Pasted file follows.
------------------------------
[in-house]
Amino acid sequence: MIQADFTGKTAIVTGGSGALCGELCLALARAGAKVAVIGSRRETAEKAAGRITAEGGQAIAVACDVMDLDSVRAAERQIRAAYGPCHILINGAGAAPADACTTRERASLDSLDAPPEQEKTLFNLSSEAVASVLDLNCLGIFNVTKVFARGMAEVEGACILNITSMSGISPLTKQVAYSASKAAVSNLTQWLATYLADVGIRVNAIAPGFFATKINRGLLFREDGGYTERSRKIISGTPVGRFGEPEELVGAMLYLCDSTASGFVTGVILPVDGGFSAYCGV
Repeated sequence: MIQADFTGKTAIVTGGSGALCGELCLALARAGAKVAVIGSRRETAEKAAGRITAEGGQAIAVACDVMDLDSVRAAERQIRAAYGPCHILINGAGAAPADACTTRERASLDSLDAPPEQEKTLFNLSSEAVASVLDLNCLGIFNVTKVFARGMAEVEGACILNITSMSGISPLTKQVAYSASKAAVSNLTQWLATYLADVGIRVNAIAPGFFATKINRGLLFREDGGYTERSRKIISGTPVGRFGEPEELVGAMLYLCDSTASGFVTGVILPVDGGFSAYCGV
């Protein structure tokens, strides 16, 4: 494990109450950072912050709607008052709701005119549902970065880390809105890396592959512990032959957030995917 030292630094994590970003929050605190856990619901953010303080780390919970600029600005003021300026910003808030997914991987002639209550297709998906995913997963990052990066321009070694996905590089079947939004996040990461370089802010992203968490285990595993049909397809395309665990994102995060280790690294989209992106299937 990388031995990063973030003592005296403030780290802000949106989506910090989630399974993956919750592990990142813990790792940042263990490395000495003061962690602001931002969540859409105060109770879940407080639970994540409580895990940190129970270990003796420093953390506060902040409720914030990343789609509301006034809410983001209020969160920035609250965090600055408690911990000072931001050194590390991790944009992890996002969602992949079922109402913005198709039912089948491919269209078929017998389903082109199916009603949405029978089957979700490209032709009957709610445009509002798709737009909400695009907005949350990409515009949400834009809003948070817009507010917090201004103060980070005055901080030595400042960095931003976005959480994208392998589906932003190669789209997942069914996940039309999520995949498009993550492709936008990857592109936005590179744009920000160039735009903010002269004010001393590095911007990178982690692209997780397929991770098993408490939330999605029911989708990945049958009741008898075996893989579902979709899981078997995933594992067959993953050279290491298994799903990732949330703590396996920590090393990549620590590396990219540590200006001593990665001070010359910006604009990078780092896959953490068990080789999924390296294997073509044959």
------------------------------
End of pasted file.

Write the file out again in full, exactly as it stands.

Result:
[in-house]
Amino acid sequence: MIQADFTGKTAIVTGGSGALCGELCLALARAGAKVAVIGSRRETAEKAAGRITAEGGQAIAVACDVMDLDSVRAAERQIRAAYGPCHILINGAGAAPADACTTRERASLDSLDAPPEQEKTLFNLSSEAVASVLDLNCLGIFNVTKVFARGMAEVEGACILNITSMSGISPLTKQVAYSASKAAVSNLTQWLATYLADVGIRVNAIAPGFFATKINRGLLFREDGGYTERSRKIISGTPVGRFGEPEELVGAMLYLCDSTASGFVTGVILPVDGGFSAYCGV
Repeated sequence: MIQADFTGKTAIVTGGSGALCGELCLALARAGAKVAVIGSRRETAEKAAGRITAEGGQAIAVACDVMDLDSVRAAERQIRAAYGPCHILINGAGAAPADACTTRERASLDSLDAPPEQEKTLFNLSSEAVASVLDLNCLGIFNVTKVFARGMAEVEGACILNITSMSGISPLTKQVAYSASKAAVSNLTQWLATYLADVGIRVNAIAPGFFATKINRGLLFREDGGYTERSRKIISGTPVGRFGEPEELVGAMLYLCDSTASGFVTGVILPVDGGFSAYCGV
């Protein structure tokens, strides 16, 4: 494990109450950072912050709607008052709701005119549902970065880390809105890396592959512990032959957030995917 030292630094994590970003929050605190856990619901953010303080780390919970600029600005003021300026910003808030997914991987002639209550297709998906995913997963990052990066321009070694996905590089079947939004996040990461370089802010992203968490285990595993049909397809395309665990994102995060280790690294989209992106299937 990388031995990063973030003592005296403030780290802000949106989506910090989630399974993956919750592990990142813990790792940042263990490395000495003061962690602001931002969540859409105060109770879940407080639970994540409580895990940190129970270990003796420093953390506060902040409720914030990343789609509301006034809410983001209020969160920035609250965090600055408690911990000072931001050194590390991790944009992890996002969602992949079922109402913005198709039912089948491919269209078929017998389903082109199916009603949405029978089957979700490209032709009957709610445009509002798709737009909400695009907005949350990409515009949400834009809003948070817009507010917090201004103060980070005055901080030595400042960095931003976005959480994208392998589906932003190669789209997942069914996940039309999520995949498009993550492709936008990857592109936005590179744009920000160039735009903010002269004010001393590095911007990178982690692209997780397929991770098993408490939330999605029911989708990945049958009741008898075996893989579902979709899981078997995933594992067959993953050279290491298994799903990732949330703590396996920590090393990549620590590396990219540590200006001593990665001070010359910006604009990078780092896959953490068990080789999924390296294997073509044959």